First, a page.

Tom Finney addressing the crowd at Deepdale after playing his last match for Preston – against Luton Town on 30th April 1960. Looks a bit precarious doesn’t it – I think that there would be a few health and safety issues if he gave a speech standing on that table today!
Finney was born in 1922 and left school at 14 to join the family plumbing business – his later nickname was the ‘Preston Plumber’. His footballing career was delayed by the Second World with his League debut coming on August 31st 1946 when it took him just 18 minutes to score for Preston in the 3-2 victory over Leeds at Deepdale. By the time he made his final League appearance in 1960 he had played in 473 league and cup matches, scoring 210 goals. Every one of those appearances was for Preston although he did come out of retirement at the age of 41 in 1963 to play for Distillery of Belfast against Eusebio’s Benfica in a European Cup tie. Just a month after making his League debut Tom Finney played his first match for England, scoring in England’s 7-2 victory away to Northern Ireland. He went on to play 76 times for England and his 30 England goals was a record at the time.
An unusual football partnership but an amazingly successful one.
Elton John took over the club he supported, Watford, in 1976 and the following year employed Graham Taylor as manager. Taylor had spent five years as Lincoln manager after a playing career with Grimsby and Lincoln and had turned down the managers'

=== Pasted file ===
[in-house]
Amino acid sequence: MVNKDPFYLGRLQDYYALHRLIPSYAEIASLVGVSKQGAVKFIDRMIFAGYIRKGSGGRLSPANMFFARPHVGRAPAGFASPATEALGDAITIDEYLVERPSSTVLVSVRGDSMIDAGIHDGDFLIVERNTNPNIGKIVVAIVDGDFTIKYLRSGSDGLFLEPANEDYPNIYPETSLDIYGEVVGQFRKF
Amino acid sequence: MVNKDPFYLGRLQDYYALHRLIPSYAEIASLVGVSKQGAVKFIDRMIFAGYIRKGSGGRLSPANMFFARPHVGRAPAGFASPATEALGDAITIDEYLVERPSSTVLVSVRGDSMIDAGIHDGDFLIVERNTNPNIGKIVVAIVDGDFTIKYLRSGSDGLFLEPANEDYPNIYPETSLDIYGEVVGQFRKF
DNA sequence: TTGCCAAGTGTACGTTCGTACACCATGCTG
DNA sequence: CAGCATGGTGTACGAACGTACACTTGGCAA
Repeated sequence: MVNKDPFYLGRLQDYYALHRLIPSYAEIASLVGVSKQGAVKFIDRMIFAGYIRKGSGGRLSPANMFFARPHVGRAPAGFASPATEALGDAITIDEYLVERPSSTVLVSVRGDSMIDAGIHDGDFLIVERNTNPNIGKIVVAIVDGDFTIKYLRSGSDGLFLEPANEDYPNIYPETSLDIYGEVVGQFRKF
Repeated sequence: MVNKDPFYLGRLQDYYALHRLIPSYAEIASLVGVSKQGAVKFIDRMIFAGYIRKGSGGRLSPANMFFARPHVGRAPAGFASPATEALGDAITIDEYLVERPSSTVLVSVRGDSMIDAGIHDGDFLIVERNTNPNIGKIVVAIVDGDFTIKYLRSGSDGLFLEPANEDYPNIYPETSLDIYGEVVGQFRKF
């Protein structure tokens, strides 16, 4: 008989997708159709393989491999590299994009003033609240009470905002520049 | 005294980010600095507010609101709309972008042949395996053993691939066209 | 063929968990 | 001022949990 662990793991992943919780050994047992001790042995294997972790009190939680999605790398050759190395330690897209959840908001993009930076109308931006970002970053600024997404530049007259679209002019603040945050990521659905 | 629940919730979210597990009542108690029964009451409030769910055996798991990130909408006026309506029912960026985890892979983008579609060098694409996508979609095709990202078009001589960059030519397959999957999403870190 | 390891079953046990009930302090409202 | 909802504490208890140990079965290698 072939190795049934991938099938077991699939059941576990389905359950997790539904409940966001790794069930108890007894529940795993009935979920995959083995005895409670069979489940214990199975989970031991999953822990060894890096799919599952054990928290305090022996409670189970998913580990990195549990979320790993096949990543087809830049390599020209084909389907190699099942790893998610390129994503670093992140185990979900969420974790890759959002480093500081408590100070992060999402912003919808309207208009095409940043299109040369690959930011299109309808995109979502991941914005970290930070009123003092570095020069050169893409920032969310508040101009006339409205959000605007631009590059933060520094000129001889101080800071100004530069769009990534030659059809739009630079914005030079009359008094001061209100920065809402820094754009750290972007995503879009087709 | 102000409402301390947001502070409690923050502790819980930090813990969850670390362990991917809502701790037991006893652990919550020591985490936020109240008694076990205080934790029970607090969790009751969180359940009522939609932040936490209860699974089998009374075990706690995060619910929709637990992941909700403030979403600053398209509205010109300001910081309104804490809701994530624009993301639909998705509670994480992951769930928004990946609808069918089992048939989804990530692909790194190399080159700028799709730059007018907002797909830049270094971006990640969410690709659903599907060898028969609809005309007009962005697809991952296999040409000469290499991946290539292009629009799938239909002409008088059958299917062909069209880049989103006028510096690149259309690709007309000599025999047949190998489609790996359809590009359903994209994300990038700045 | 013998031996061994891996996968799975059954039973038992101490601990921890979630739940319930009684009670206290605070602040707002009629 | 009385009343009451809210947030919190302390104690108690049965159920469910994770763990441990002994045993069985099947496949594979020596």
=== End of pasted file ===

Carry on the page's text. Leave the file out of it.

job at First Division WBA to take over at Watford - then in the Fourth Division. But by
the 1982/83 they were in the top flight finishing second to Liverpool and a year later were beaten FA Cup finalists. Taylor left for Aston Villa in 1987 but although he had three years as boss of England and another spell at Vicarage Road it was probably that first spell at Watford that saw his best achievement in football.
Now what were those Port Vale fans thinking of the match being played
on that long gone day?
Evidence of a torture chamber at Highbury! No, this is not a picture of a bloke in a
bubble-bath but of Arsenal player Wilf Copping in an ice bath in 1934. It's painful just looking at it, and he doesn't look too chuffed about it either! Quite what his injury
was that needed that sort of treatment is unknown but under manager
Herbert Chapman the Gunners were the top club in the country at the time and were innovators of many things that are normal practice now. Thankfully not this one though.
Mascots aren't a new invention - Amos helped Second Division Barnsley get to their first FA Cup Final in 1910. It is believed that Amos was the jockey and not the donkey. But you can't imagine any modern groundsman letting a donkey anywhere near a pitch nowadays. And I wonder how many of the people in the picture would have anticipated being looked at over a century later on this inter-web thing!